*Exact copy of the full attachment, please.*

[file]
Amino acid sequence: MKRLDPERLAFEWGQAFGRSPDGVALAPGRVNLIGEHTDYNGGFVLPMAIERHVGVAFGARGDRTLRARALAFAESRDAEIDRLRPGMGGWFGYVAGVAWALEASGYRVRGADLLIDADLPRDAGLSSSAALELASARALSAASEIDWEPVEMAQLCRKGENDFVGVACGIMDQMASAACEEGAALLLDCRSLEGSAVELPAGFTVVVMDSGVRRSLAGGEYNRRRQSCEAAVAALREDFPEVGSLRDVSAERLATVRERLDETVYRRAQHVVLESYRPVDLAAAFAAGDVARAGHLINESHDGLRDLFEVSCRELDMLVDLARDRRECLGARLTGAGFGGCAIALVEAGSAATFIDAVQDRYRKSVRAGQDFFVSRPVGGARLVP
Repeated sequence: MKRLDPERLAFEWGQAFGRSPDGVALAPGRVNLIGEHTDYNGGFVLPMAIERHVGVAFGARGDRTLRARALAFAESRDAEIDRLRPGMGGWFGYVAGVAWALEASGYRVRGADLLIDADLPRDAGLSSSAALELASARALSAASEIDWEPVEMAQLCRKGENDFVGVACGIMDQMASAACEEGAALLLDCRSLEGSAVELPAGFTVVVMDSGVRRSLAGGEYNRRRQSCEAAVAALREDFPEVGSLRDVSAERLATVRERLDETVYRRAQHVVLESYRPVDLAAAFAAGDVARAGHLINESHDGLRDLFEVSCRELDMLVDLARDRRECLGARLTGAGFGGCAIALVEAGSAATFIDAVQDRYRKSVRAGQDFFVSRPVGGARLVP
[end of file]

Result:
Amino acid sequence: MKRLDPERLAFEWGQAFGRSPDGVALAPGRVNLIGEHTDYNGGFVLPMAIERHVGVAFGARGDRTLRARALAFAESRDAEIDRLRPGMGGWFGYVAGVAWALEASGYRVRGADLLIDADLPRDAGLSSSAALELASARALSAASEIDWEPVEMAQLCRKGENDFVGVACGIMDQMASAACEEGAALLLDCRSLEGSAVELPAGFTVVVMDSGVRRSLAGGEYNRRRQSCEAAVAALREDFPEVGSLRDVSAERLATVRERLDETVYRRAQHVVLESYRPVDLAAAFAAGDVARAGHLINESHDGLRDLFEVSCRELDMLVDLARDRRECLGARLTGAGFGGCAIALVEAGSAATFIDAVQDRYRKSVRAGQDFFVSRPVGGARLVP
Repeated sequence: MKRLDPERLAFEWGQAFGRSPDGVALAPGRVNLIGEHTDYNGGFVLPMAIERHVGVAFGARGDRTLRARALAFAESRDAEIDRLRPGMGGWFGYVAGVAWALEASGYRVRGADLLIDADLPRDAGLSSSAALELASARALSAASEIDWEPVEMAQLCRKGENDFVGVACGIMDQMASAACEEGAALLLDCRSLEGSAVELPAGFTVVVMDSGVRRSLAGGEYNRRRQSCEAAVAALREDFPEVGSLRDVSAERLATVRERLDETVYRRAQHVVLESYRPVDLAAAFAAGDVARAGHLINESHDGLRDLFEVSCRELDMLVDLARDRRECLGARLTGAGFGGCAIALVEAGSAATFIDAVQDRYRKSVRAGQDFFVSRPVGGARLVP